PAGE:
A Charitable Tax Break

Tax Free Charity

The problem with most tax planning is that you have to give up something to get something. To get an income tax deduction you must spend a dollar to save taxation on a dollar. To get a deduction for a business expense, you must incur a business expense. To get a personal deduction you must pay a deductible expense.

Income taxes are not at a 100% rate thankfully, so one normally thinks wisely before spending a dollar to save tax on a dollar, usually about 40% (35% federal plus state tax). Then if you save the dollar long enough your estate may become so large that it has to pay an estate tax of almost 50% (currently 47%). Let’s not forget FICA and Medicare, both sides being around 15%. Phew, it’s no wonder why most people loathe the IRS and tax time.

So what can you do to feel better about tax time? Outside of not paying taxes, which will land you in hot water with the IRS, and possibly in jail, you can set up something that will help reduce your taxable income and help you do good at the same time. That something is a private charitable foundation. This is a type of structure that you can create, or more realistically have your tax lawyer create for you. With a private charitable foundation you can transfer different types of property into the foundation, such as stock, cash, bonds, real estate, and other assets, and receive an income tax deduction today for transferring assets into your foundation. You’ll not incur capital gains tax, and avoid estate tax not only on the transfer but on any appreciation on the assets as well!

How does it work?

A private foundation or even better a private operating foundation (because you can contribute a larger percentage of your annual income to it) is an exempt entity formed in accordance with IRC §501(c)(3), which is the section that governs charitable entities. A private foundation is a privately funded and controlled entity that makes distributions to various charities. A public charity, on the other hand, is publicly supported.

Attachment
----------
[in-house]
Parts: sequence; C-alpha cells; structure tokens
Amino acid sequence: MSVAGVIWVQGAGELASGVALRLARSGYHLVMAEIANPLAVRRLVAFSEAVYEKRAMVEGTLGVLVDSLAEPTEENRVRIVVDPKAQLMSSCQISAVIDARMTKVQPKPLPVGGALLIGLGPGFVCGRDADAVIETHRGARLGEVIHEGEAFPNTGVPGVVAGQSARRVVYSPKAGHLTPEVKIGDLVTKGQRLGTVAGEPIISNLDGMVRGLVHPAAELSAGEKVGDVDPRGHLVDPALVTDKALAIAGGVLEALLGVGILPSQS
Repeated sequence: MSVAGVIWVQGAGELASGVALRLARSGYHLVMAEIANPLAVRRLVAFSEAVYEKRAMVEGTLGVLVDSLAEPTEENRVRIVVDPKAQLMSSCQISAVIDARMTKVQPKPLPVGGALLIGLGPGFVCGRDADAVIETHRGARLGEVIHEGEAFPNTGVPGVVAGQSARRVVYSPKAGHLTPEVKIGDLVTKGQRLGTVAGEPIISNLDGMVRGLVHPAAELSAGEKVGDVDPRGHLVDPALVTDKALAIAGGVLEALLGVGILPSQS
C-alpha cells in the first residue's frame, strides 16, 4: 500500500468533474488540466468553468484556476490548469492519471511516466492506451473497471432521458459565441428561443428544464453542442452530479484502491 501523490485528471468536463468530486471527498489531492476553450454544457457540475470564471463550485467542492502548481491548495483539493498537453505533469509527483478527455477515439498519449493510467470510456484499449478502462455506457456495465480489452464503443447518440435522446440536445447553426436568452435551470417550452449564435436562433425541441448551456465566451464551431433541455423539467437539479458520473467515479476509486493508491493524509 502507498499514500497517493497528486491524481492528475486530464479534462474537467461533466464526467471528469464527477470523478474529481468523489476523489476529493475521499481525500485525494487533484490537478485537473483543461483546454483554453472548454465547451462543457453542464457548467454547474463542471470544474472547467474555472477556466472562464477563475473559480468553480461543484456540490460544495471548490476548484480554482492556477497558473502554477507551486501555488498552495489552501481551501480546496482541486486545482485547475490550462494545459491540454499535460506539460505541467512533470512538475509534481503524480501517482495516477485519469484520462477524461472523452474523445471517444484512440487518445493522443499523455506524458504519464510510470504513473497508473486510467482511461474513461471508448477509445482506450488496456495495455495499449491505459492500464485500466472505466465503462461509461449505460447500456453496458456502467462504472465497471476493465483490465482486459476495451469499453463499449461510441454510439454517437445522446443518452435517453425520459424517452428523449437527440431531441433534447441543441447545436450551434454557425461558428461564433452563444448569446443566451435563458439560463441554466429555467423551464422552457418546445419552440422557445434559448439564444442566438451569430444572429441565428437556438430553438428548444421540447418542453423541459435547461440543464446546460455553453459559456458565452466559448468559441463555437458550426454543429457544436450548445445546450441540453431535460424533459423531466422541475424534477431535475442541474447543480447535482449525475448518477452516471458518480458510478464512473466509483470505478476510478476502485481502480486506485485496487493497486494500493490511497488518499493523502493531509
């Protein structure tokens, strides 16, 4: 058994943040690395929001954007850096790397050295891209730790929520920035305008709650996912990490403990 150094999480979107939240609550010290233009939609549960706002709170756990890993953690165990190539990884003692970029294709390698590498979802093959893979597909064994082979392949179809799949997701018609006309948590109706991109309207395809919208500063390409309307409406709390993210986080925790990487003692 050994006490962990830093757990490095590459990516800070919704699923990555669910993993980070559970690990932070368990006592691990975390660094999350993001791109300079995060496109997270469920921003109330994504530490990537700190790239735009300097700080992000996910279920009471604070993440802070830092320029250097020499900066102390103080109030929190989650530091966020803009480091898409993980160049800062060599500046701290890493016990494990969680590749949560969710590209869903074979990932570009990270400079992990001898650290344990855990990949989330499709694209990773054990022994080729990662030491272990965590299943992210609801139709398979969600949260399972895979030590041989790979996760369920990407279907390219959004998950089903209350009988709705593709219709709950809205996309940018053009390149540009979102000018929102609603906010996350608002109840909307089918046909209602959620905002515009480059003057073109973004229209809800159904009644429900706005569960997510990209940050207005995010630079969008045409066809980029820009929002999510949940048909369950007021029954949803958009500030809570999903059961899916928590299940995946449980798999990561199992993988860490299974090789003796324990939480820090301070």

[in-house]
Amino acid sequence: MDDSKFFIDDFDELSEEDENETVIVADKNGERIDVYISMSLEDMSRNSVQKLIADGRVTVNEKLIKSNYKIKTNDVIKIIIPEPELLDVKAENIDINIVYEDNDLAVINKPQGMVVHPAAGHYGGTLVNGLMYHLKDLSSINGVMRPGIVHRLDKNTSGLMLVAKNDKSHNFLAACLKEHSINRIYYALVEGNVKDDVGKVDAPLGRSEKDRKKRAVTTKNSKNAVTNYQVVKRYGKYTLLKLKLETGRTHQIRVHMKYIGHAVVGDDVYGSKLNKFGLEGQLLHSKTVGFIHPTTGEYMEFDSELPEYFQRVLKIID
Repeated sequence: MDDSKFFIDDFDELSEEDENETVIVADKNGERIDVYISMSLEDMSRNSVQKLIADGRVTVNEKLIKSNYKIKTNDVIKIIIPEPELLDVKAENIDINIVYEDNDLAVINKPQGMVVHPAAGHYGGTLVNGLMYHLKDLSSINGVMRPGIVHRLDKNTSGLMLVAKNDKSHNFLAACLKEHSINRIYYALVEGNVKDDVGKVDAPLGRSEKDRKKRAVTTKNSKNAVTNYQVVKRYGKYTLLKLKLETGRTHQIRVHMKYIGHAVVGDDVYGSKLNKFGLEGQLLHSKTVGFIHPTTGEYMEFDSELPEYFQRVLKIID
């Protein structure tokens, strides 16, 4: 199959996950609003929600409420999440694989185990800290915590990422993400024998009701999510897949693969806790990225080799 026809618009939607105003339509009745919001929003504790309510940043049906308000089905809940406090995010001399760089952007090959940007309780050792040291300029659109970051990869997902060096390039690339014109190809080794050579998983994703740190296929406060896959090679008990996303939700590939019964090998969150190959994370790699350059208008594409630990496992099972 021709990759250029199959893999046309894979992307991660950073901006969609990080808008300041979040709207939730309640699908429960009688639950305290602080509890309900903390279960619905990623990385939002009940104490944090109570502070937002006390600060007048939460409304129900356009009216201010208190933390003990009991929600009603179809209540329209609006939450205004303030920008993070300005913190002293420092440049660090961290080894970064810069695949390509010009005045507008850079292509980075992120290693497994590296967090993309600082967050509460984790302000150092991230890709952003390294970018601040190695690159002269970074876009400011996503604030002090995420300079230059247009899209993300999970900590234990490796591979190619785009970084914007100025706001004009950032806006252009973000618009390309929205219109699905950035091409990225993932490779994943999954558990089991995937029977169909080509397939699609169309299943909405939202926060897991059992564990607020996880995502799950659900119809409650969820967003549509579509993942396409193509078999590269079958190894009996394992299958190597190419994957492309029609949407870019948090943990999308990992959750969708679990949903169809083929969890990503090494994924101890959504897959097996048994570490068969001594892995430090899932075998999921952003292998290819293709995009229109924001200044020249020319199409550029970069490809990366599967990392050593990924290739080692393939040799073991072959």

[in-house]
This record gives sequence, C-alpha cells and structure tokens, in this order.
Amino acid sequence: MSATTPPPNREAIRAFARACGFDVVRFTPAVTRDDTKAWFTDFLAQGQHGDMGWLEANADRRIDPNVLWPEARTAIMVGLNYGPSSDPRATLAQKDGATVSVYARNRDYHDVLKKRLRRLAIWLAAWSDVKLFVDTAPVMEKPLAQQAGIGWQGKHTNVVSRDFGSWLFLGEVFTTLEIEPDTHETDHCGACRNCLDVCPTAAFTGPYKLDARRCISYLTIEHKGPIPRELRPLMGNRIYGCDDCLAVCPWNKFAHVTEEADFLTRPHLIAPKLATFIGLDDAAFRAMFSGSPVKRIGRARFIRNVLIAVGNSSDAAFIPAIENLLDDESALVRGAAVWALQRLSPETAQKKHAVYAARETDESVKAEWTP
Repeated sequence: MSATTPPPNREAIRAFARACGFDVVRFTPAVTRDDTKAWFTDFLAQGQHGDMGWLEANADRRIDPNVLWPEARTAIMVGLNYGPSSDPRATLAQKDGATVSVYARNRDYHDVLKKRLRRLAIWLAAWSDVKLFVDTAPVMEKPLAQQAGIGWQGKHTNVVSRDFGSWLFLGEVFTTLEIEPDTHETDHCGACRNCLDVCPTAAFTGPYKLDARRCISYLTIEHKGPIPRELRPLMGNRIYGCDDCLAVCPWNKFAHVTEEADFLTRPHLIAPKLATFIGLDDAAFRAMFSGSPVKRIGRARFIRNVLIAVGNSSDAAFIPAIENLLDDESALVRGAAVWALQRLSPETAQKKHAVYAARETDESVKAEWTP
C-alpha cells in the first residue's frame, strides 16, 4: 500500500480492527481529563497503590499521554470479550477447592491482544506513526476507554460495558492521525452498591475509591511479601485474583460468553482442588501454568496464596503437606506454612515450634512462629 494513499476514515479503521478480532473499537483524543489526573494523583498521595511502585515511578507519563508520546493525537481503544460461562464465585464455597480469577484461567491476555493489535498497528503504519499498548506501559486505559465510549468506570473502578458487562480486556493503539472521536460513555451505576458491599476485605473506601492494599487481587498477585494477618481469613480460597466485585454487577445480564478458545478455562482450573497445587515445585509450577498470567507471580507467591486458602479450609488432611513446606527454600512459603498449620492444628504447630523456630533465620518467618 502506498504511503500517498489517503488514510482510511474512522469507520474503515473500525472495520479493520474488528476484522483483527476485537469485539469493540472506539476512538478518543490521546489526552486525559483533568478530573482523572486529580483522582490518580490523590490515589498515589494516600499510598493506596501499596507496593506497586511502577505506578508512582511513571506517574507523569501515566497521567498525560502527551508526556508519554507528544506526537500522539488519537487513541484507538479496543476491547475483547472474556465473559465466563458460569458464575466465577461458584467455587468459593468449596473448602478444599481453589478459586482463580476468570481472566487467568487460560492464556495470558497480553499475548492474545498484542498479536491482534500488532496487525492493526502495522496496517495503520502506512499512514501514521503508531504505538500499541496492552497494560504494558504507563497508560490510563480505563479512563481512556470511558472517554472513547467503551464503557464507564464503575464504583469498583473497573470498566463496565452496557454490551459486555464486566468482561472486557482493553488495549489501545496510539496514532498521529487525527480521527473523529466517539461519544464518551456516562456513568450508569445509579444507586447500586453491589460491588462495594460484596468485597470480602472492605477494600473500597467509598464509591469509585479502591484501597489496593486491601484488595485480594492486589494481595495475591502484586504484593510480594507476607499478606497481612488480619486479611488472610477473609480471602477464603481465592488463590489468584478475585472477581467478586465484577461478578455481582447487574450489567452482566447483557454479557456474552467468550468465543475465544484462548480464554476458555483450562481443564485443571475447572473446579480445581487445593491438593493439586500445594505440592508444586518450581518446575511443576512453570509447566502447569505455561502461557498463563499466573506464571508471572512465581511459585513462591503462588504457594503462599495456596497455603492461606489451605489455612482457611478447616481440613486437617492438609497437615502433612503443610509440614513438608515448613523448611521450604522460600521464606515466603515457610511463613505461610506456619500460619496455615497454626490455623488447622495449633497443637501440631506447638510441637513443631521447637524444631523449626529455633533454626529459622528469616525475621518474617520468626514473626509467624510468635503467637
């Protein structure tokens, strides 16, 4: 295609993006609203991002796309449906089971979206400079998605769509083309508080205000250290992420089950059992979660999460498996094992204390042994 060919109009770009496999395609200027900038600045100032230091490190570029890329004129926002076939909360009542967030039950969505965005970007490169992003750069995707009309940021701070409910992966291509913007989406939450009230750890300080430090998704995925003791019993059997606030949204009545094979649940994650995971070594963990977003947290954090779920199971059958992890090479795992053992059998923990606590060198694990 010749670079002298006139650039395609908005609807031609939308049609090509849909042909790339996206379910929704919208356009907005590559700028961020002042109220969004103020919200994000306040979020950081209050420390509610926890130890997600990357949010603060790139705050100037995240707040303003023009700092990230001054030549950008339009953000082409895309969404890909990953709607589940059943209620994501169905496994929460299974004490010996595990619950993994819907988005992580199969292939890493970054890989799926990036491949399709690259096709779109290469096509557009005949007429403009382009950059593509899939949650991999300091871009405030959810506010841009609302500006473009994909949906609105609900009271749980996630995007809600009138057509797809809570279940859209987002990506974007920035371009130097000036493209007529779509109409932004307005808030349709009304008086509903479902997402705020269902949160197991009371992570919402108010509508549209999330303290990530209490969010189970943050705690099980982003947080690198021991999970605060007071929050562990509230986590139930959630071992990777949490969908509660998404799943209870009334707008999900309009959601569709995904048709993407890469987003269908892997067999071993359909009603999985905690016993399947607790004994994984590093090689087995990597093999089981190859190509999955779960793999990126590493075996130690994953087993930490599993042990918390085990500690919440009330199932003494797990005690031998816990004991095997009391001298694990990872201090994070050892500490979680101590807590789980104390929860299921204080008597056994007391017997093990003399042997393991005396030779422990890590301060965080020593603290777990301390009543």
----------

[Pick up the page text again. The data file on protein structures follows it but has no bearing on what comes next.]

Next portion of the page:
To create a private foundation, you need to create an entity within a state or United States Possession as a not-for-profit entity (usually a corporation). This creates an entity that is not for profit on the state level as well as the federal level. You must file a Form 1023, Application for Recognition of Exemption with the Internal Revenue Service Center in Covington, Kentucky.

Usually you have 12 months, which can be extended, to file the application after you’ve created the state recognized entity. If for some reason you are not successful, you do have the right to appeal an adverse decision. The IRS determinations are retroactive to the date you began the entity when timely filed.

After you have received your letter of determination, you are tax exempt!

That means you can now transfer property from yourself, to your private foundation and receive an income tax deduction, within limits, for your transfers. Any assets transferred to it at your passing are also excluded from estate tax! The growth of any invested assets is also tax exempt, and excluded from your taxable estate.

All charities, public and private, prior to 1969 have had limitations on how large of an income tax deduction you can take for charitable contributions. Before 1969 there was an unlimited deduction, and you could, in essence, eliminate all income tax if you were so charitably inclined. The current

limitations for charitable deductions are based upon a percentage of your adjusted gross income as follows:

Fifty Percent Limitation

This is the maximum limitation that is available for all contributions to   public charities, and private operating foundations.

Thirty Percent Limitation
This limitation applies to contributions to semipublic charities, private   foundations, and to contributions “for the use of” any charitable organization.

Twenty Percent Limitation
This limitation applies to contributions of appreciated property to   semi-public charities and to private foundations.

There is also an offset against 3% of your adjusted gross income after it exceeds a certain level. ($142,700 married filing joint, $71,350 if married filing separately).